Indian Diaspora in ASEAN countries is nearly 31 million which helps in not only enhancing cultural ties but will help in trade and investments. The economic and trade relationships keep evolving over a period of time, which is given shape with an increased people-to-people interaction, making the Indian Diaspora to play a constructive role. Diplomatically India actively participates in ASEAN led mechanisms like ARF (ASEAN Regional Forum), EAS (East Asia Summit) and ADMM+ (ASEAN Defence Ministerial Meetings Plus). The regional initiatives like Mekong-Ganga Cooperation (2000) and BIMSTEC in 2002-4 (Bay of Bengal Initiative for Multi-Sectoral, Technical and Economic Cooperation) has brought both the South Asian and Southeast Asian countries under one banner to enhance partnership. The most important connection or rather convergence of India and ASEAN is the consensus on maintaining the global rules based order and adherence to the 1982 United Nations Convention on the Law of the Sea (UNCLOS). India-ASEAN Commemorative summit held in New Delhi with 10 ASEAN countries as chief guests to the Republic Day was to showcase India’s closer ties, through connectivity, commerce and culture with ASEAN nations which will be further enhanced with a focus on maritime security. But there is no unanimity on how to pursue the issue of Chinese assertiveness on South China Sea since not all 10 ASEAN nations are involved in the dispute. This makes it imperative for India to build a strong mechanism to bring all the ASEAN nations together in its pursuit of maritime security that involves security of resources being transacted in the Indian and the Pacific Oceans, ensure freedom of navigation, and tackle piracy, cyber crime and terrorism.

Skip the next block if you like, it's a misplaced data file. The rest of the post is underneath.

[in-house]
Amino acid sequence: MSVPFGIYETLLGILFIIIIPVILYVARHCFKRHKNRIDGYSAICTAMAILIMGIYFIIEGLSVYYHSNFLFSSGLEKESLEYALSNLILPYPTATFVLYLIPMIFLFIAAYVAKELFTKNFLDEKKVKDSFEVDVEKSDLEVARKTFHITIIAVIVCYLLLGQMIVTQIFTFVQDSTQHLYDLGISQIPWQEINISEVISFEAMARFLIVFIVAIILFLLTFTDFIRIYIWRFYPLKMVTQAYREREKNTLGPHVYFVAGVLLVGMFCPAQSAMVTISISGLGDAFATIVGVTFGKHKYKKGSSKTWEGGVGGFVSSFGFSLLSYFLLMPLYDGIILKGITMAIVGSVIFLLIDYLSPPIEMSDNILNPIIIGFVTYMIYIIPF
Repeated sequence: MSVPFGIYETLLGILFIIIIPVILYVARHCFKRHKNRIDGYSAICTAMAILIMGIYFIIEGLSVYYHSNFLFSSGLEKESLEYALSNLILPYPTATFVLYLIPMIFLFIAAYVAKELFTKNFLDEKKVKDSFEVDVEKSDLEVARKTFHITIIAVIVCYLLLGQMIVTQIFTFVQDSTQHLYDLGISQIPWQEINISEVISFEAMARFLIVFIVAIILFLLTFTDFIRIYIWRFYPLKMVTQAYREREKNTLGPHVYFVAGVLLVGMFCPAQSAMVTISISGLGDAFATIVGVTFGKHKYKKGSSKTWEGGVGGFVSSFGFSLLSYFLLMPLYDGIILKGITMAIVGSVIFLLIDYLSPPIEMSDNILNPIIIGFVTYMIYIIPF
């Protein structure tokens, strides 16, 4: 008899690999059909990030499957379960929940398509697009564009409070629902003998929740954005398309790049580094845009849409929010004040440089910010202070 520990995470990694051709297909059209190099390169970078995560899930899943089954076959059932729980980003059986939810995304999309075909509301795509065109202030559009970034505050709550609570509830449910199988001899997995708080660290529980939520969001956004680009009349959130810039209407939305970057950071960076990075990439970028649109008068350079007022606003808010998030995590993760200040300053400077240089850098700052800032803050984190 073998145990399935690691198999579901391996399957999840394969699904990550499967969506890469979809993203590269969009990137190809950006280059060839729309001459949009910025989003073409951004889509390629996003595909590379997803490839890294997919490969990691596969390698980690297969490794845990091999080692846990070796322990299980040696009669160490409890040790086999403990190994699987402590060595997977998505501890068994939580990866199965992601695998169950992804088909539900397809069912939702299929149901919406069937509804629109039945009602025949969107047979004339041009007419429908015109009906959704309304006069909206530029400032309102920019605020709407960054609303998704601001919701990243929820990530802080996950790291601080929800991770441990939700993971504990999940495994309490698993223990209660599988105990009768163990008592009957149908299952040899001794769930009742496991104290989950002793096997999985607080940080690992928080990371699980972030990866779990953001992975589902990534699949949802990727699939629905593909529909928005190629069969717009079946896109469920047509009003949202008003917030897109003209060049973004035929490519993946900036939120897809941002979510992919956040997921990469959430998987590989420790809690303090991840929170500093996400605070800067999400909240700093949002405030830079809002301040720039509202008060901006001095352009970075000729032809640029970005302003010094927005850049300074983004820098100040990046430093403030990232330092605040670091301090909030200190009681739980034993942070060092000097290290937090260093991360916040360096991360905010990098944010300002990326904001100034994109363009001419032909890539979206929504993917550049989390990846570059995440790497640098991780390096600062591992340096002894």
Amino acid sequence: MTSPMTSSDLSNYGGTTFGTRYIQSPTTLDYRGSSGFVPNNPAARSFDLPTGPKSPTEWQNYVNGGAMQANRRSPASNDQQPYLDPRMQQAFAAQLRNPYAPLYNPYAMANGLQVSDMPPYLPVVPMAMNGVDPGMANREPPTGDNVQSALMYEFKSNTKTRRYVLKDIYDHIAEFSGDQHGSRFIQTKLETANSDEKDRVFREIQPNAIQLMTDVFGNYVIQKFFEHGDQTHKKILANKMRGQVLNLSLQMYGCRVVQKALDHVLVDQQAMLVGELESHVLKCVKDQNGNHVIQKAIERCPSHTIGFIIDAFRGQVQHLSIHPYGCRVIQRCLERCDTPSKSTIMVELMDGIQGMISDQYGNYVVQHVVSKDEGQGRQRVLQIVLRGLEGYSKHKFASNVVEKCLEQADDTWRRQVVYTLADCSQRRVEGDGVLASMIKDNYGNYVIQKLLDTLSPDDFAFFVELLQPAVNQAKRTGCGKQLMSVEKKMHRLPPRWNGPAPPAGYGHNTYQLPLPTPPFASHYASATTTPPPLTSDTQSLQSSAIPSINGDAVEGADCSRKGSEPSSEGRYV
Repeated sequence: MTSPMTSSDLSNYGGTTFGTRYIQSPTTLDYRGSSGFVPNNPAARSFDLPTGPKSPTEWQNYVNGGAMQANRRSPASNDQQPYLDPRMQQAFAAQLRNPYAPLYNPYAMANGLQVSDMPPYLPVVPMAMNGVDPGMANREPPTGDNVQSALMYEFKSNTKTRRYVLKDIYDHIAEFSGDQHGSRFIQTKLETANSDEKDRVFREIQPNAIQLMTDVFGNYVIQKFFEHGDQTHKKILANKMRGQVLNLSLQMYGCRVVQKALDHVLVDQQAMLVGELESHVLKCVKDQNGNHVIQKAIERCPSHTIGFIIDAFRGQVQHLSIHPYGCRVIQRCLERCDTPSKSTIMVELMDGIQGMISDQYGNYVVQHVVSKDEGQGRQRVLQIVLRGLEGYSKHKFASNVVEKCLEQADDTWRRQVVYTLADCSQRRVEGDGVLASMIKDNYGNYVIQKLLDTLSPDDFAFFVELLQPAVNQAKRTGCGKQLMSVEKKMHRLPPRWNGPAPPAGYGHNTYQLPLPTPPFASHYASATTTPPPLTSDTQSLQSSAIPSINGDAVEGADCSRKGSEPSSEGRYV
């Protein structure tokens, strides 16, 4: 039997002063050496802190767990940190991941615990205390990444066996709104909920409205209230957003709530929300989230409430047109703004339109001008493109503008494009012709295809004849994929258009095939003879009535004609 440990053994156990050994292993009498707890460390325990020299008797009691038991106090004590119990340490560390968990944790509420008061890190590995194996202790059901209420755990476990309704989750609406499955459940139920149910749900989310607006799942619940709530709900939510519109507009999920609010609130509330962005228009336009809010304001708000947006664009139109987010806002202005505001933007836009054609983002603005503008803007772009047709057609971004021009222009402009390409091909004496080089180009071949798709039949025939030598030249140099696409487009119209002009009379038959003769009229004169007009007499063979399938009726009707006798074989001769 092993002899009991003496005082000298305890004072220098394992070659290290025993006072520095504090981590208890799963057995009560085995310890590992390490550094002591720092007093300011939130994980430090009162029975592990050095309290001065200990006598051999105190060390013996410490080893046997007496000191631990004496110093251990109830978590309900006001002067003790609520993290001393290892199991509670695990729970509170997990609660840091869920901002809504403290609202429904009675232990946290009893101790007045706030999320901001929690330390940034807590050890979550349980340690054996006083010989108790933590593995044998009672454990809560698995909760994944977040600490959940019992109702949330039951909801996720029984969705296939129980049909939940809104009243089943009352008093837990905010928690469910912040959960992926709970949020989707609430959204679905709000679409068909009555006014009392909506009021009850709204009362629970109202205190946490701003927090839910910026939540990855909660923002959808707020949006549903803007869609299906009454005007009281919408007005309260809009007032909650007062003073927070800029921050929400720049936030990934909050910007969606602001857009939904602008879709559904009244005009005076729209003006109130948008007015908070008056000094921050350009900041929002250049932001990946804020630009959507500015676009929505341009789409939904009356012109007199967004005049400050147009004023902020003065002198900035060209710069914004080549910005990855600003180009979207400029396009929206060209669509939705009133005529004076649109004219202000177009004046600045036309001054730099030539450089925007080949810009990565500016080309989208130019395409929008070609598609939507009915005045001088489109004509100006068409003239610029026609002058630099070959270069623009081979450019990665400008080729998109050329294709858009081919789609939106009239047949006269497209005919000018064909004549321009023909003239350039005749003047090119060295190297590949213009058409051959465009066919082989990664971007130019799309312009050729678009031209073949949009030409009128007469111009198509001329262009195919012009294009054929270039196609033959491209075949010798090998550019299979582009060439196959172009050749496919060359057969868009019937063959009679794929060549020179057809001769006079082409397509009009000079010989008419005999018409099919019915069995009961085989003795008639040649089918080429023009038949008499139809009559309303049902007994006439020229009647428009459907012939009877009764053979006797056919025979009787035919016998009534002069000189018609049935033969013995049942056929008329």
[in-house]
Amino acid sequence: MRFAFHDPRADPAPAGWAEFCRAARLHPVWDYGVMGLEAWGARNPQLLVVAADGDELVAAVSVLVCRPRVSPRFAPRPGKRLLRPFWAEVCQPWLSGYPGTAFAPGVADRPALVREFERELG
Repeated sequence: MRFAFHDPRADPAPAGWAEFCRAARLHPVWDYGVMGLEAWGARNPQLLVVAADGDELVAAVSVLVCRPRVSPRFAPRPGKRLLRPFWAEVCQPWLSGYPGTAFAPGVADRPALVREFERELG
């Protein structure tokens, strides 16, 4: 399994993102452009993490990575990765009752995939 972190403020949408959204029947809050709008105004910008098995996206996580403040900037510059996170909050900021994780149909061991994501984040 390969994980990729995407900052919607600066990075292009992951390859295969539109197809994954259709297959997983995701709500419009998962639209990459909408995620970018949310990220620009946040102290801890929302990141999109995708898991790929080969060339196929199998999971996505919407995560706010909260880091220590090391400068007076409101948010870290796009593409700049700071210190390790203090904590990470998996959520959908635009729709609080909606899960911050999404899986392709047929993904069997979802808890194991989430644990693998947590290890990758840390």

While concluding India is expected to play an assertive role in the Indo-Pacific by all the ASEAN nations, but India still lacks a blue print on the kind of role India will want to play in the new security architecture of Indo-Pacific. Will India give in to the quadrilateral arrangement? Will India try to build its own security regime in the region with its growing security culture? Will India give a chance to RCEP which can counter any security threat that might arise from China? Can ASEAN be supportive to India when they have nearly $470 billion trade (2016-17) with China compared to only $80billion trade with India? Will the convergence of ‘similar objectives’/ ‘shared destiny’ with ASEAN not get diluted to Chinese influence; especially due to ASEAN+3 (China, Japan, Korea), where China usually calls the shots? Moreover, India doesn’t have the same trade relation with every other ASEAN country and likewise ASEAN has never contributed to regional security as such. It remains to be seen how well ASEAN will join India in maintaining maritime peace and order and how well India can increase trade with all the ASEAN countries with a balance in export and import to India and build a lucrative maritime strategy in the Indo-Pacific.
Also published on Medium.